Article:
CHIHUAHUA CITY, Mexico — The North American Free Trade Agreement, which went into effect in 1994, has been the key driver of Mexico’s economic and social transformation of the past 20 years, analysts say.
NAFTA at first brought an explosion of low-skill-labor factories to the Mexican side of the U.S. border. By the mid-2000s, the trade pact had triggered an increasingly sophisticated manufacturing base that now reaches across Mexico’s 31 states.
“What we’re seeing now is a growth of industry in Mexico that requires more engineers,” said Christopher Wilson, an associate with the Mexico Institute at the Washington-based Woodrow Wilson International Center for Scholars.
A 40 percent jump in Mexico’s per capita gross domestic product since the inception of NAFTA has brought with it an increasingly robust middle class.
“What that means is Mexicans are becoming more educated, and there is more investment in children, which is why you are able to see the development of an aerospace sector,” Mr. Wilson said.
Poverty rate nearly halved
About 47 percent of Mexico’s 115 million people live in poverty, down dramatically from the 80 percent rate half a century ago. Today, 98 percent of homes have electricity, and more than 4 million people study at the university level each year.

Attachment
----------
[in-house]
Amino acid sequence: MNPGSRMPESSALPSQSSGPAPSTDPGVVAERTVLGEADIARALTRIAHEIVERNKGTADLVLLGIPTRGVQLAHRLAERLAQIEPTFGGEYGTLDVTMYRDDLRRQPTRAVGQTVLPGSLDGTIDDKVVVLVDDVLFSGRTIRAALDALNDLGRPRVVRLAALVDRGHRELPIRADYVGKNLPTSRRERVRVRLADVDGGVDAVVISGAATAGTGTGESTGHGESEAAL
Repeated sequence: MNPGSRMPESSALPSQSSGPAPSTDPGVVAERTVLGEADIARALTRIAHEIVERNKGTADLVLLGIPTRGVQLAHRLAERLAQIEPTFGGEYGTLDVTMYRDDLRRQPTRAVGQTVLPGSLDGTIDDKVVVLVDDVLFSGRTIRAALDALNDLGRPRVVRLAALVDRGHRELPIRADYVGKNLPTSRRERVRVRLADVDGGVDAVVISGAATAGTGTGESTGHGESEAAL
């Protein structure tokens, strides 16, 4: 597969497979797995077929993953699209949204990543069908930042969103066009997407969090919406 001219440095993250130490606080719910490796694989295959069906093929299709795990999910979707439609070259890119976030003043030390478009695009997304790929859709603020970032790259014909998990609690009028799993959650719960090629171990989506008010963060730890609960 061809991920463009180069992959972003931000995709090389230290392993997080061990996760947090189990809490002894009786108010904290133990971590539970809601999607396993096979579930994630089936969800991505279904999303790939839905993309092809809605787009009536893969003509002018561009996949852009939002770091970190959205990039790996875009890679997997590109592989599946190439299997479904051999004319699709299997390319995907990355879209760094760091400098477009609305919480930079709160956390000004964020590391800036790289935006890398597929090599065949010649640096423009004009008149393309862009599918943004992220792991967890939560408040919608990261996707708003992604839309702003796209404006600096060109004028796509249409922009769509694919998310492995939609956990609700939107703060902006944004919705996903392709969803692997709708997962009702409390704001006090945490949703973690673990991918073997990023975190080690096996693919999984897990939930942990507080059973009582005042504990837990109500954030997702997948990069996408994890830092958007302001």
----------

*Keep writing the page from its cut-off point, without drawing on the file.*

Through early 2012, the nation of 112 million had an unemployment rate of roughly 5 percent.
The per capita salary of about $15,000 ranks the country 81 out of 195 nations.
North of the border, however, NAFTA’s reputation remains a topic of heated debate. From the onset, when 1992 U.S. presidential candidate Ross Perot, an independent, described the “giant sucking sound” that would be heard if the agreement were implemented, critics have long decried the flight of U.S. manufacturing jobs to Mexico.
U.S. unemployment is running above 8 percent.
Some NAFTA critics point to less publicized impacts wrought by the trade agreement.
“During the first few yeas, there was a massive overhaul of Mexico’s agricultural trade rules through NAFTA,” said Todd Tucker, who heads Global Trade Watch at the Washington-based nonprofit advocacy organization Public Citizen.
“This meant small-scale Mexican farmers were massively displaced by subsidized imports from companies in the United States,” Mr. Tucker said. “That led to overcrowding in cities, as well as new immigration into the United States.”